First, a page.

I just watched a youtube video which is telling that standby switch only mutes an amp and has nothing to do witch amp tube life. It is not the thing I used to hear from tube amp users. What is the truth?
The video doesn't address the type of situation where the standby switch is useful to mute the amp while keeping the tubes hot.
Here's a realistic situation: you're at the studio using an amp, you want to change rigs, you use the standby switch to mute the amp while keeping the tubes hot so that the filaments do not experience thermal stress from heating and cooling. If you're plugging/unplugging in pedals then just "turning your guitar down" doesn't help. Similarly, if you took a (lunch?) break, it would be better to flip the standby switch, to protect it from someone accidentally yanking out the cables (a contingency the presenter doesn't consider), than to turn the amp completely off. A similar situation arises between sound check and the start of the show. In these kinds of situations using the standby switch saves the tubes from thermal cycling, which contributes to one of tube failure modes.
With respect to powering on/off, I think the presenter is technically correct, but maybe not applicable to everyone. My pattern is to, first thing, power on the amp with standby off. Then go about doing the other setup/prep/tuning whatnot that needs to be done. For the first few seconds to minutes while the tubes are heating you can't play anyway, and leaving the standby off protects the amp from plugging/unplugging pops (I'm absentminded enough that this would be a problem for me if I just turned everything on). Then, once everything is situated, turn the standby on. This makes sense to me and is more about protecting the amp (speakers really) from pops while the amp warms up than about extending the tubes' lifetimes.
Technically, nothing in the video is incorrect, however it strikes me as incomplete in that it doesn't consider the situations where the standby switch can be sensibly used to avoid thermal cycling of the tubes.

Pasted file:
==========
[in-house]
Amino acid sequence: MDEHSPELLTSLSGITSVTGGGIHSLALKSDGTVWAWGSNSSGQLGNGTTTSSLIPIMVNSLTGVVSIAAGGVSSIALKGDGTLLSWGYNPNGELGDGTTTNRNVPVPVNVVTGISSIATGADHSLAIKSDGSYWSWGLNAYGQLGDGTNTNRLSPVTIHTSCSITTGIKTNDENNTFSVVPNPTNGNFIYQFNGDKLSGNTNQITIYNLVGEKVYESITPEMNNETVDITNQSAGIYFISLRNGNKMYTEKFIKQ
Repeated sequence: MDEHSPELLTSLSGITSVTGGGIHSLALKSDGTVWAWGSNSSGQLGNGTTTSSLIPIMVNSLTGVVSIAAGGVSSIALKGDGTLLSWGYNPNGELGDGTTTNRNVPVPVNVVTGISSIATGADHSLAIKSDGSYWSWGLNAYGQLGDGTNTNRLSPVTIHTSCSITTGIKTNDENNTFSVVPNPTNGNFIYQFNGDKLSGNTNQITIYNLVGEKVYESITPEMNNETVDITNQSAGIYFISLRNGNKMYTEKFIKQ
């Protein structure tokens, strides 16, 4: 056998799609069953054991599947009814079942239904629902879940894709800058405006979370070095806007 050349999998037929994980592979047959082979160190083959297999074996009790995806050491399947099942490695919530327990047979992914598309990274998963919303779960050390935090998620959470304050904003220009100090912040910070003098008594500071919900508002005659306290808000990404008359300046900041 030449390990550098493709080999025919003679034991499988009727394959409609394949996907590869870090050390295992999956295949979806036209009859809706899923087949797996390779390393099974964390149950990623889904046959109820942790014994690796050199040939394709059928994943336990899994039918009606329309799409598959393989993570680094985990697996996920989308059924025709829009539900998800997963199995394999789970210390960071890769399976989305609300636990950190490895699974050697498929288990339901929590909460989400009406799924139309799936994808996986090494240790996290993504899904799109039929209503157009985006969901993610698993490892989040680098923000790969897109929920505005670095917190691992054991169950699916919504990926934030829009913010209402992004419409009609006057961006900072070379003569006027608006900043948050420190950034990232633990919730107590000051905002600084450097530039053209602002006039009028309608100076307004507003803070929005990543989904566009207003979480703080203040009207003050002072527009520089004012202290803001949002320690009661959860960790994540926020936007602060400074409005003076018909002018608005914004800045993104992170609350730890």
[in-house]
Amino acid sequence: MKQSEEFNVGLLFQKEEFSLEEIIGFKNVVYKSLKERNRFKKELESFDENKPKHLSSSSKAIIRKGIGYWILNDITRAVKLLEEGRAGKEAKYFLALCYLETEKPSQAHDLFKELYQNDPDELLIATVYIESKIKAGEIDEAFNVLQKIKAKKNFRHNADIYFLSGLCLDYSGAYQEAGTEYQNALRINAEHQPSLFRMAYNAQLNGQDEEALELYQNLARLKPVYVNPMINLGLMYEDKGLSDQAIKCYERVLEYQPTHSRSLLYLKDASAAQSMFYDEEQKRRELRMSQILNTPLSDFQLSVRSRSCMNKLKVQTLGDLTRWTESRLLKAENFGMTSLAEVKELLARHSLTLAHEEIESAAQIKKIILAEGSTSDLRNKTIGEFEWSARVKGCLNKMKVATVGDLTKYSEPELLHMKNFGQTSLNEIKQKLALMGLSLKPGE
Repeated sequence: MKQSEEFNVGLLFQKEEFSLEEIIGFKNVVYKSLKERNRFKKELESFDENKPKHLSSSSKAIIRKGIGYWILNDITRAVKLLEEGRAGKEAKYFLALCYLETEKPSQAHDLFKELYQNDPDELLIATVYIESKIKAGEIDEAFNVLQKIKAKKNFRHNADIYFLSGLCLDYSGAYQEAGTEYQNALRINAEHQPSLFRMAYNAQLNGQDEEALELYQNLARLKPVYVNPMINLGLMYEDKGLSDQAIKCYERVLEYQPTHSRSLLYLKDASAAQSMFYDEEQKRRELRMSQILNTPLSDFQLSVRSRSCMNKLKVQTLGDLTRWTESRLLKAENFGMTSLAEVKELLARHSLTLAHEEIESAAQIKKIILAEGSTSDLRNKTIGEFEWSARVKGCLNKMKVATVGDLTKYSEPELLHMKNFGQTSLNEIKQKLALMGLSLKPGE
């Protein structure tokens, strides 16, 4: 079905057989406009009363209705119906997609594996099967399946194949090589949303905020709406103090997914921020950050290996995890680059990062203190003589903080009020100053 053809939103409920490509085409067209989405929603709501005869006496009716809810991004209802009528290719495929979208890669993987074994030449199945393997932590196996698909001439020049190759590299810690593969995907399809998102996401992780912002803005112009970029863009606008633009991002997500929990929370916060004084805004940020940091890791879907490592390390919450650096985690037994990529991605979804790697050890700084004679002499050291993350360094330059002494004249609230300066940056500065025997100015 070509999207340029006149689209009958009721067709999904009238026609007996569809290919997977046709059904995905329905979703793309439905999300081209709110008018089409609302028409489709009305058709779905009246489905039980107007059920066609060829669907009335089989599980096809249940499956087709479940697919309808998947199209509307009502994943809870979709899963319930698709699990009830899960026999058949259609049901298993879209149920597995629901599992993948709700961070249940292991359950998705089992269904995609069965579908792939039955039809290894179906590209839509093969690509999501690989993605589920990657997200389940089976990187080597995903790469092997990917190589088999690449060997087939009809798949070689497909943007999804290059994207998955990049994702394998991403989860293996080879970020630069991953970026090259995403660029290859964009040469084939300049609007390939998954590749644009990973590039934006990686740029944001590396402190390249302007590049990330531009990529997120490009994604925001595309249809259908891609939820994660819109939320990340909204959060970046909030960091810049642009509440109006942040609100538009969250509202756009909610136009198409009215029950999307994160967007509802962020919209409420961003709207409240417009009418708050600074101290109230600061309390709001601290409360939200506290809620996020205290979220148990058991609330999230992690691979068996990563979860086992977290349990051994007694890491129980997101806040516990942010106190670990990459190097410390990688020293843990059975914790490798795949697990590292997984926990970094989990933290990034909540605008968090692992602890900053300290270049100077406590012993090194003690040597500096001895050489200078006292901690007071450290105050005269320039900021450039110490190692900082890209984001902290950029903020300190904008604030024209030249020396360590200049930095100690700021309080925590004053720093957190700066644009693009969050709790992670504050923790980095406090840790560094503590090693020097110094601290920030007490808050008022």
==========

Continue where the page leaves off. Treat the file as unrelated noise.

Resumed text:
I only partially agree with the answers above. The standby switch is turned on when you turn the amp on to pre-heat the tubes for about 3 minutes prior to performance. This prevents stress on cold tubes and keeps the tube system healthier. Think revving a cold car engine - not very good for the engine. I think we agree on this.
When you walk away for lunch, between studio sessions, or between stage sets, I do not recommend turning on the standby switch on most Vox amps (especially the older ones), because that standby switch just builds up current in all the capacitors around the tube system. This I believe results in excessive heating of the tubes (that are already hot) and if a capacitor decides to blow from age, can potentially start a fire. At the very least a very nasty smelling smoke cloud and weak amp. When you want to leave the amp hot and walk away, turn all your volumes down and let the circuit flow the way it was designed to flow. If you need a quick change out of guitars, then flip on the standby momentarily, but don't leave a hot amp in standby for extended periods.
I could be wrong, but my knowledge of electronics is extensive and have seen the smelly cloud come from amps that are left on standby for extended periods. In addition, if you are going to work on an amp, stay away from the standby switch. The standby switch prevents draining of current from the capacitor system. And of course, bleed and check those puppies before poking around them.
It isn't a mute switch. It allows power to go only to the valve heaters. You switch on with Standby active. Wait a bit, flip Standby off. Whether it's worth doing is debatable.
The stanbdy switch is a fraud... it does not extend the life span of the output tubes, an in fact leaving the amp in standby will reduce the life span of the valves due to cathode poisoning.
The standby switch was introduced by Fender in the Bassman line to protect not the valves, but the cheap crumby capacitors they used back then. That "protect the tubes" shitchat was a smoke screen that Fender uses until today, and other manufacturers like Marshall and Carvin just contribute to spread the myth.
So if you have a vintage Fender, do use the damn switch. Or recap your amp with proper rated components and never never touch that switch again.
Old 50's TV and Radio sets never used standby switches, the original Vox AC30 didn't have one. The newer Vox reissues have a FAKE (bypassed by a resistor) standby switch, that they included just to stop the flood of consumer questions about the matter. A switch is cheaper than hiring more people to answer dumb guitarists' questions.
I have a recapped Bassman copy (a Brazilian Giannini Thundersound 3) and rewired it without the standby switch. I repurposed the switch as an 8 <---> 4 ohms selector for the output transformer.